The Future of shopping: Transforming retail with five types of technology


The pandemic has driven record sales for e-commerce, but that doesn’t mean brick-and-mortar retail is dead – it just needs a tech makeover. Here are our five biggest tech trends.


One of our salvations during the global lockdown was online retail therapy, and we weren’t alone. Even though e-commerce was growing fast before Covid hit, the pandemic pushed fast forward. The U.S. saw an additional $105 billion in online revenue in 2020, and in the U.K., internet sales jumped from under 20% to more than 32% in just three months.

The convenience of online shopping has overturned traditional habits, and the growth rate will continue, so physical retail needs to upgrade its selling skills. Right now, lockdowns are
lifting globally and brick-and-mortar retail spaces are reopening; brands that are creative will get consumers through their doors and spending. Customers expect more from stores and are searching for exclusive, bespoke ‘browsing’-type experiences that are COVID-conscious and contactless. To do that, retailers must redefine their physical spaces and recruit the latest tech trends. From crafting pop-up stores and tactile scent- and sound-based sense experiences, through to assigning personal shoppers, brands are trying tactics to drive exclusivity and personalisation    that can’t be replicated online.

They’re also using tools like Augmented Reality (AR), machine learning, Artificial Intelligence (AI), Virtual Reality (VR), blockchain, NFC or Bluetooth beacons, and revolutionary digital tokens like Virtual Atoms (VAs).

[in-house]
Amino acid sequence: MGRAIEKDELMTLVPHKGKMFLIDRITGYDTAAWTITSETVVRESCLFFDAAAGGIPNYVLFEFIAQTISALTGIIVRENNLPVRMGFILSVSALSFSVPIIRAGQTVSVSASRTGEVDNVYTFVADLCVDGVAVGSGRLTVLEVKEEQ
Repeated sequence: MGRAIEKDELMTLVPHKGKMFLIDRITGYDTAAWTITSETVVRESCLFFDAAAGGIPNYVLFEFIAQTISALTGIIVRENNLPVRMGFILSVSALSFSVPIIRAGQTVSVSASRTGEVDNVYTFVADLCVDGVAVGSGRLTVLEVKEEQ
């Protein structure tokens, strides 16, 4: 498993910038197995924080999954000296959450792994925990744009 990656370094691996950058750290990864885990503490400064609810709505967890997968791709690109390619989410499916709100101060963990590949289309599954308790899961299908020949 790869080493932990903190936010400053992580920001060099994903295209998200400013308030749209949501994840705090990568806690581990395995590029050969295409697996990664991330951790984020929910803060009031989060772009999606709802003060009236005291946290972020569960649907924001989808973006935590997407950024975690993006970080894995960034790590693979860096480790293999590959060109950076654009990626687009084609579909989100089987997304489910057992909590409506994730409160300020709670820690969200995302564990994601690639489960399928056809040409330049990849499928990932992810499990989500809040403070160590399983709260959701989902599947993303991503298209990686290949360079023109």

By harnessing these five tech innovations to create personalised physical experiences, you can build a store that leverages both online and offline strengths – a ‘phygital’ world. These hybrid stores remove friction and put the shopper in control of their experience: they can buy anywhere, and they can choose the method that suits them.

This mobile-first, omnichannel approach is the only way to futureproof retail success, especially for physical stores.

1. TREND 1: Virtual fitting rooms

We’ve spoken about our love of AR and its versatility, and how it’s already made a massive impact in retail: Gartner predicted the rise of AR to 100 million consumers by 2020 and were proven correct. In 2020, the customer conversion rate for AR engaged users increased by 90%. Using AR to create virtual fitting rooms perfectly harnesses the ‘try-before-you-buy’ approach, and without the hassle of actually physically trying on the products. It’s also more Covid-safe, and that’s why it’s becoming so common for retailers like Sephora, Etsy, and Kendra Scott, and used for cosmetics and jewellery.

A crucial physical part of this AR trend is ‘magic mirrors’, which are touchscreen digital screens that use AR and AI to add layers of interactivity in stores, and increasingly, in people’s homes. Smart mirror technology has been around a while, but it has evolved and is coming into its own now – and they’re perfect for this Covid-climate of shopping. Brands such as H&M are already using these smart mirrors in retail, and they’re all adding and offering bespoke features to this AR technology. They can also be paired with real or digital store stylists, and they let customers take and share photos, videos, or Boomerangs on their social media.

2. TREND 2: Chatbots